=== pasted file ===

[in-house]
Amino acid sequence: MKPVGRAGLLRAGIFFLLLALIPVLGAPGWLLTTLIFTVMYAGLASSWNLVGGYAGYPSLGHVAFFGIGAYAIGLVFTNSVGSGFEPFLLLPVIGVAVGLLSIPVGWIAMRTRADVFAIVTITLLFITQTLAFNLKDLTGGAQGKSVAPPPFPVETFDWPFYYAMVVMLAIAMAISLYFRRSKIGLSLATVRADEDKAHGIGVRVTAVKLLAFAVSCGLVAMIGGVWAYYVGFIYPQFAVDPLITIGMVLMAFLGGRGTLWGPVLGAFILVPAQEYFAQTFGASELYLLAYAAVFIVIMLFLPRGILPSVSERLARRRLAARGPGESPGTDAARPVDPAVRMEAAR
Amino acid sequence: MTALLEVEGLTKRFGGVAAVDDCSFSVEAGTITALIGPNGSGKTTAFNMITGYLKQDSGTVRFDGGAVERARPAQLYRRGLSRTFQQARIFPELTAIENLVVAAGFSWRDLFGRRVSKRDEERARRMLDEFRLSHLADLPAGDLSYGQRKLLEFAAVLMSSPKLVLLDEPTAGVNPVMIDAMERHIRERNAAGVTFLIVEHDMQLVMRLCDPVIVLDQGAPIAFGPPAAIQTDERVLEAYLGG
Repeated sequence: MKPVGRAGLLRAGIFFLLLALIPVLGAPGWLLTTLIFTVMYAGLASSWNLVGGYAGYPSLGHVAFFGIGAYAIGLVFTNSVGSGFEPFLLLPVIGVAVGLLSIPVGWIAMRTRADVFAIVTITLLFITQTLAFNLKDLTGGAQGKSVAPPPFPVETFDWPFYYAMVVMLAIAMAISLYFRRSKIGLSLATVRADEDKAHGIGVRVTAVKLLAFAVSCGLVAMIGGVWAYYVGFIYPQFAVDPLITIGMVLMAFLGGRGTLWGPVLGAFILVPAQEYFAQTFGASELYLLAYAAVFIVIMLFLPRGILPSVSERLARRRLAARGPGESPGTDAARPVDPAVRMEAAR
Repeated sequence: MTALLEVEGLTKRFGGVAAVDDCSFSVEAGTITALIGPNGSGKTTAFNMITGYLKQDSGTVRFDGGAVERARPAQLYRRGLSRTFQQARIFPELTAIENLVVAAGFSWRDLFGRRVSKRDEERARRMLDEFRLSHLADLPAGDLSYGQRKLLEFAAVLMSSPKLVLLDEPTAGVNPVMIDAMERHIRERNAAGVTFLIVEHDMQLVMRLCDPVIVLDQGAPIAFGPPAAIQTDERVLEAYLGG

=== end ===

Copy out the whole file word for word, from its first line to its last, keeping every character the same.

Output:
[in-house]
Amino acid sequence: MKPVGRAGLLRAGIFFLLLALIPVLGAPGWLLTTLIFTVMYAGLASSWNLVGGYAGYPSLGHVAFFGIGAYAIGLVFTNSVGSGFEPFLLLPVIGVAVGLLSIPVGWIAMRTRADVFAIVTITLLFITQTLAFNLKDLTGGAQGKSVAPPPFPVETFDWPFYYAMVVMLAIAMAISLYFRRSKIGLSLATVRADEDKAHGIGVRVTAVKLLAFAVSCGLVAMIGGVWAYYVGFIYPQFAVDPLITIGMVLMAFLGGRGTLWGPVLGAFILVPAQEYFAQTFGASELYLLAYAAVFIVIMLFLPRGILPSVSERLARRRLAARGPGESPGTDAARPVDPAVRMEAAR
Amino acid sequence: MTALLEVEGLTKRFGGVAAVDDCSFSVEAGTITALIGPNGSGKTTAFNMITGYLKQDSGTVRFDGGAVERARPAQLYRRGLSRTFQQARIFPELTAIENLVVAAGFSWRDLFGRRVSKRDEERARRMLDEFRLSHLADLPAGDLSYGQRKLLEFAAVLMSSPKLVLLDEPTAGVNPVMIDAMERHIRERNAAGVTFLIVEHDMQLVMRLCDPVIVLDQGAPIAFGPPAAIQTDERVLEAYLGG
Repeated sequence: MKPVGRAGLLRAGIFFLLLALIPVLGAPGWLLTTLIFTVMYAGLASSWNLVGGYAGYPSLGHVAFFGIGAYAIGLVFTNSVGSGFEPFLLLPVIGVAVGLLSIPVGWIAMRTRADVFAIVTITLLFITQTLAFNLKDLTGGAQGKSVAPPPFPVETFDWPFYYAMVVMLAIAMAISLYFRRSKIGLSLATVRADEDKAHGIGVRVTAVKLLAFAVSCGLVAMIGGVWAYYVGFIYPQFAVDPLITIGMVLMAFLGGRGTLWGPVLGAFILVPAQEYFAQTFGASELYLLAYAAVFIVIMLFLPRGILPSVSERLARRRLAARGPGESPGTDAARPVDPAVRMEAAR
Repeated sequence: MTALLEVEGLTKRFGGVAAVDDCSFSVEAGTITALIGPNGSGKTTAFNMITGYLKQDSGTVRFDGGAVERARPAQLYRRGLSRTFQQARIFPELTAIENLVVAAGFSWRDLFGRRVSKRDEERARRMLDEFRLSHLADLPAGDLSYGQRKLLEFAAVLMSSPKLVLLDEPTAGVNPVMIDAMERHIRERNAAGVTFLIVEHDMQLVMRLCDPVIVLDQGAPIAFGPPAAIQTDERVLEAYLGG